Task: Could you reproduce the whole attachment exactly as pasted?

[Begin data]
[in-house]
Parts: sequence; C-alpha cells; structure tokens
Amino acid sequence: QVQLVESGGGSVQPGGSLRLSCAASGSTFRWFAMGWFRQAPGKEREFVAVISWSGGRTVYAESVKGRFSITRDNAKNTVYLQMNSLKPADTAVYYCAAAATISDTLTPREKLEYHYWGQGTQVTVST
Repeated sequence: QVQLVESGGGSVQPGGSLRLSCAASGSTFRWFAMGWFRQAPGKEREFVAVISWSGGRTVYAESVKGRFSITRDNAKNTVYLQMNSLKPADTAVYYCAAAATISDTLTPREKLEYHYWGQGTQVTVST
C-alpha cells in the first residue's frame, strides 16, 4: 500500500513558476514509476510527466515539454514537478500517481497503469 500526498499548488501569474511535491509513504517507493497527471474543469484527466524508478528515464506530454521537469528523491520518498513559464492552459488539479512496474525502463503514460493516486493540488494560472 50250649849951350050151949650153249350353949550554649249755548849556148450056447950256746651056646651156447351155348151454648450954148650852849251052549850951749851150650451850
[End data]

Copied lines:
[in-house]
Parts: sequence; C-alpha cells; structure tokens
Amino acid sequence: QVQLVESGGGSVQPGGSLRLSCAASGSTFRWFAMGWFRQAPGKEREFVAVISWSGGRTVYAESVKGRFSITRDNAKNTVYLQMNSLKPADTAVYYCAAAATISDTLTPREKLEYHYWGQGTQVTVST
Repeated sequence: QVQLVESGGGSVQPGGSLRLSCAASGSTFRWFAMGWFRQAPGKEREFVAVISWSGGRTVYAESVKGRFSITRDNAKNTVYLQMNSLKPADTAVYYCAAAATISDTLTPREKLEYHYWGQGTQVTVST
C-alpha cells in the first residue's frame, strides 16, 4: 500500500513558476514509476510527466515539454514537478500517481497503469 500526498499548488501569474511535491509513504517507493497527471474543469484527466524508478528515464506530454521537469528523491520518498513559464492552459488539479512496474525502463503514460493516486493540488494560472 50250649849951350050151949650153249350353949550554649249755548849556148450056447950256746651056646651156447351155348151454648450954148650852849251052549850951749851150650451850